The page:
Donald J. O’Brien, Jr.: Representative Cases
- Thomas v. Page: Special assignment to Kane County for trial of defamation case brought by Chief Justice of the Illinois Supreme Court against a local newspaper. Resulted in the largest verdict in the history of Kane County at the time.
- In Re Chicago Flood Litigation: Handled all aspects of nine cases, involving approximately 400 claimants. Cases involved flooding of underground tunnel due to alleged negligence in driving a piling in the Chicago River. Flooding shut down the central loop for approximately ten days. Cases eventually settled for an amount exceeding $250 million.
- Jean Frigo v. Silver Cross Hospital and Medical Center: Illinois case of first impression involving hospital’s negligent credentialing of doctors. It resulted in a multi-million dollar verdict for the plaintiff. Affirmed on appeal.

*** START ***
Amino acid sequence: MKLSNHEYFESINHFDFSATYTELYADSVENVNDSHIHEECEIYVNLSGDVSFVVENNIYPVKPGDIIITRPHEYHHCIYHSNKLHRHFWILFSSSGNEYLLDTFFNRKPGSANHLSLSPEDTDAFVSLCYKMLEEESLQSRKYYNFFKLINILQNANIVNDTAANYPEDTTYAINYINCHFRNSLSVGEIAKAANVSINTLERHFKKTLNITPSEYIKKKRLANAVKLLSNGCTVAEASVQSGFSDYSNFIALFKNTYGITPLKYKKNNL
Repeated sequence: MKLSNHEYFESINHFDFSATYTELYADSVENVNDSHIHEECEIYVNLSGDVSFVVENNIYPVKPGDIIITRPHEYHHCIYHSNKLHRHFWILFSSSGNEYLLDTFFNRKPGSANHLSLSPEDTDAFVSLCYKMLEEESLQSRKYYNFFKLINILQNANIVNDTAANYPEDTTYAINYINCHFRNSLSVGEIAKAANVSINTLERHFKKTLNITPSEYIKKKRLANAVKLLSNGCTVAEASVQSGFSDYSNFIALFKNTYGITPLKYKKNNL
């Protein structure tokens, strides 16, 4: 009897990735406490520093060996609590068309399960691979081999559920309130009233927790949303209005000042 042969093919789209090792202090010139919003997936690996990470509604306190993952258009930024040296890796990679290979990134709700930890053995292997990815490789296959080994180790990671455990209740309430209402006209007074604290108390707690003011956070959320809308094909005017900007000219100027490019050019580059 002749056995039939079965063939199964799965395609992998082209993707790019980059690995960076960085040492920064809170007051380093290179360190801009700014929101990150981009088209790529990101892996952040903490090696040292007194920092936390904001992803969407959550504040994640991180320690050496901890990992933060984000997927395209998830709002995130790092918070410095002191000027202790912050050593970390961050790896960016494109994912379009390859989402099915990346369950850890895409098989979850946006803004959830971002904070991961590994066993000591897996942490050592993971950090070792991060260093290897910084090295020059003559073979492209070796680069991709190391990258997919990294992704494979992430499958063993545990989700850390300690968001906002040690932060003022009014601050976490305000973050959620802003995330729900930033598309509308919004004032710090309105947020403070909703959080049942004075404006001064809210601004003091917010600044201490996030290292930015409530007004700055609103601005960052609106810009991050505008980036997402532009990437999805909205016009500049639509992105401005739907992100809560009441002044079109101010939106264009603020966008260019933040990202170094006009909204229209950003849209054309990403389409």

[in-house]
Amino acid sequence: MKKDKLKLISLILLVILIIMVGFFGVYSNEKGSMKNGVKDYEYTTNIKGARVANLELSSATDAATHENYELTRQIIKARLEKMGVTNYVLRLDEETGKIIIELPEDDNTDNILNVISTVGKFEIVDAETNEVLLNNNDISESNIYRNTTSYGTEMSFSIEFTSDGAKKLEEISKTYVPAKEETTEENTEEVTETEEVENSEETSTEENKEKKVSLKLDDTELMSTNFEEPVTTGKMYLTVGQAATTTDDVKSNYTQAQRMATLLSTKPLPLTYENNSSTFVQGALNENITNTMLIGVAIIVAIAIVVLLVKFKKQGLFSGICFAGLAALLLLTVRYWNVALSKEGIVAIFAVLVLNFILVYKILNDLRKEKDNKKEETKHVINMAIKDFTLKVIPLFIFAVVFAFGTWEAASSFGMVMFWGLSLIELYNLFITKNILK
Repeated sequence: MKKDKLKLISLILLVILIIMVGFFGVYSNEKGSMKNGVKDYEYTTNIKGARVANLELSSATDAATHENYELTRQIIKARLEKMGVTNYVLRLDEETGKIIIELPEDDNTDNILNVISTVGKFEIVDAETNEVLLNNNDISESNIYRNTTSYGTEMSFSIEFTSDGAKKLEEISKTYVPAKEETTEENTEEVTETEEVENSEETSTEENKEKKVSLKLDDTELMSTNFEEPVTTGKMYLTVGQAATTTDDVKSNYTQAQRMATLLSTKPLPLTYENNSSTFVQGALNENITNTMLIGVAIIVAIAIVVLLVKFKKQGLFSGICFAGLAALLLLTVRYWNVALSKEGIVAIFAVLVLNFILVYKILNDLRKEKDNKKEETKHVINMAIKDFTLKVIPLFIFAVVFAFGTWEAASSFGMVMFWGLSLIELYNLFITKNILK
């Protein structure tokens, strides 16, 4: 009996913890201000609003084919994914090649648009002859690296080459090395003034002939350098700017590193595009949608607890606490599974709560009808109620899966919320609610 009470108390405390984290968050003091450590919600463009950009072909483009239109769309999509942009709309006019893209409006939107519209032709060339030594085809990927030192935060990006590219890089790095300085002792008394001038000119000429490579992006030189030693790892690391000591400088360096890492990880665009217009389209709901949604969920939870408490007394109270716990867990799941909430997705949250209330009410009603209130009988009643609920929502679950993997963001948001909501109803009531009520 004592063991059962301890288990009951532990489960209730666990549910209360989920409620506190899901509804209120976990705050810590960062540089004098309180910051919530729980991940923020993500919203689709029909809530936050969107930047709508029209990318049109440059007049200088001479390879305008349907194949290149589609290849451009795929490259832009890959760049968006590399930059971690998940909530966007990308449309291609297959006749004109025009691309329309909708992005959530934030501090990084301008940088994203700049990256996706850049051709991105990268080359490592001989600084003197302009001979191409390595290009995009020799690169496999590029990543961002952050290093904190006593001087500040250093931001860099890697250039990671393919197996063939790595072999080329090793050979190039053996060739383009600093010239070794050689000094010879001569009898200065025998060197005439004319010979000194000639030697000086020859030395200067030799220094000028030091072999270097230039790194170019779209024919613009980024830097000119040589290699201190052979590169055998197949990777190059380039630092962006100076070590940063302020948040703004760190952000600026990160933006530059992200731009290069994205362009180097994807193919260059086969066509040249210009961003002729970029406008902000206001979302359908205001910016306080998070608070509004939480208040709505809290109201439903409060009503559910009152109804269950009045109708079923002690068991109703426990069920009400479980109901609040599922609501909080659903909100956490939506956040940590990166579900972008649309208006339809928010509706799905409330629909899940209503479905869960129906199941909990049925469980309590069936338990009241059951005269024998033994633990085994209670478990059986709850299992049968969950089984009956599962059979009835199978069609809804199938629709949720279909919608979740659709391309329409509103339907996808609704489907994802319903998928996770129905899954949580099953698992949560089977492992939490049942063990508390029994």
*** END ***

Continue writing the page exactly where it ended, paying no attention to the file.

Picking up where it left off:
- Michael Burgus et al. v. Rush Presbyeterian St. Lukes: Medical malpractice case involving a psychiatrist negligently treating a patient with multiple personality disorder. Under the psychiatrist’s care for six years, plaintiff underwent hypnosis, was prescribed heavy medication, and was hospitalized for more than two years in Rush’s ten-bed dissociative disorders unit, believing she was in a “satanic cult.” Her young children were also hospitalized for three years. Plaintiff claimed the unorthodox treatment caused her false beliefs. Resulted in a settlement of $10.6 million for the plaintiff. The case was featured in a national news magazine and an episode of the PBS documentary series, Frontline, was devoted to the case.
- Levenberg v. McDonnell-Douglas et al: Consolidated cases brought by survivors and decedents of United Airlines flight 232 plane crash against United Airlines, Inc.; McDonnell-Douglas Corp., plane manufacturer; and General Electric Co., engine maker. Tried to a jury and returned a $23 million verdict.
- Clarendon v. Standard Co. et al: Case involved the largest fire in the city of Chicago since McCormick Place burned down. It was alleged that Standard’s fire suppression system was defective, which allowed the fire to spread to adjoining buildings. Resulted in a multi-million dollar verdict for the plaintiff.